While visa requirements are often restrictive, there are fortunately a number of types of visas available that will allow you to move to the US to launch your company there. To give you an initial idea as to the type of visa that might best fit your situation, this article compares key requirements of three popular visas for startups: L1 visa, E2 visa and EB5 visa.
Affiliated company in your home country
- L-1 visa: To be eligible for an L-1 visa you must have worked for an affiliated foreign company for at least 12 consecutive months within the three previous years
- EB-5 visa: There is no requirement for an affiliated foreign company
- E-2 visa: There is no requirement for an affiliated foreign company
- L-1 visa: There is no nationality requirement
- EB-5 visa: There is no nationality requirement
- E-2 visa: To be eligible for an E-2 visa you must be a citizen of a country that has signed an E-2 Investor Treaty with the United States
Amount of capital invested in your US startup company
- L-1 visa: The investment needed for an L1 visa typically does not need to be as high as an investment for an E2 visa or EB-5 visa. Nevertheless, when the L-1 visa is to create the company’s first presence in the US, you must submit a business plan with your visa application. The business plan must show a logical connection between the US company’s profitability and the amount to be invested
- EB-5 visa: Including startup costs and salaries for 10 employees for the first few years, plan on having at least $2 million ready to invest
- E-2 visa: While there is no minimum investment amount, your visa application will be stronger if you invest at least $100,000. See our E2 visa investment guideline to get a better idea of the level of investment you should expect to demonstrate in your E2 visa application.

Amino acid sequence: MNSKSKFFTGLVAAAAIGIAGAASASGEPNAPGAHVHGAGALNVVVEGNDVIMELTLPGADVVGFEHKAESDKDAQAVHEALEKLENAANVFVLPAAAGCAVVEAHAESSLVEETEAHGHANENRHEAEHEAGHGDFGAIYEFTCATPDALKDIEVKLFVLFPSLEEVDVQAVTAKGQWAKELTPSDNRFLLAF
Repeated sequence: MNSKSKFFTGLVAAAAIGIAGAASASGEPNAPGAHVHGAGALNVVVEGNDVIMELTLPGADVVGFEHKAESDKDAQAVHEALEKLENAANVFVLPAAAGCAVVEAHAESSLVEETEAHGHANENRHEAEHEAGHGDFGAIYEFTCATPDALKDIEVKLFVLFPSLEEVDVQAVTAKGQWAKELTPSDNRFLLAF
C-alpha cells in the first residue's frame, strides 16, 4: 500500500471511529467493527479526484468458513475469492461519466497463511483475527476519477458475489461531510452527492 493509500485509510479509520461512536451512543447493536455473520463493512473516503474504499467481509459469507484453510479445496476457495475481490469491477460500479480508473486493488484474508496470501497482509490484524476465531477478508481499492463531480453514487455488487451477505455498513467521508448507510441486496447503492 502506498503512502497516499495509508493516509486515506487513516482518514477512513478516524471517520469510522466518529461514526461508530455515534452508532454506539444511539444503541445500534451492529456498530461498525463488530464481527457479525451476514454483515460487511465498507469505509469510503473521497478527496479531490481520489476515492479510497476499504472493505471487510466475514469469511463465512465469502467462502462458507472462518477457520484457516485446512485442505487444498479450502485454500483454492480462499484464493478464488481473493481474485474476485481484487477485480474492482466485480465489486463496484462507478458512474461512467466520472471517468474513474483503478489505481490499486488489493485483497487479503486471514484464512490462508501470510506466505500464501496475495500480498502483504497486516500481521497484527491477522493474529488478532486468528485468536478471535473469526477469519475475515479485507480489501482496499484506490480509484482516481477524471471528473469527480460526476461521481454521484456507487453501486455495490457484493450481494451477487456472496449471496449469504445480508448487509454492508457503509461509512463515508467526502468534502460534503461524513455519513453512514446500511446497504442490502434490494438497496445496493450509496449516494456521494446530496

Visa status after sale of your startup company
- L-1 visa: If you have an L-1A visa you can coordinate with your employer to change your immigration status and then obtain a green card. Once you have your green card you will be able to remain in the US even after selling your startup company. To learn more about transitioning from an L1A visa to a green card, see our description of that process.
- EB-5 visa: With the EB-5 visa you can obtain a green card. Once you have your green card you will be able to remain in the US even after selling your startup company.
- E-2 visa: Your E-2 visa is for the sole purpose of directing and developing your startup company. After you sell that company you will not be eligible to renew your E-2 visa.
Number of US citizens (or green card holders) to be hired
- L-1 visa: No specific requirement exists. However, to demonstrate that your foreign company’s new office in the US is real and active, you should plan on hiring at least two to five employees.
- EB-5 visa: Plan on hiring at least ten employees.
- E-2 visa: Although there is no specific requirement to hire American workers, your visa application will be stronger if you demonstrate that your startup business will hire at least two Americans.
Using some of the above criteria, the following flowchart depicts one simplified method of selecting a visa for launching your US startup company. Keep in mind, though, that there are many more criteria to be considered. To choose the right visa that best matches your goals, contact us for an assessment.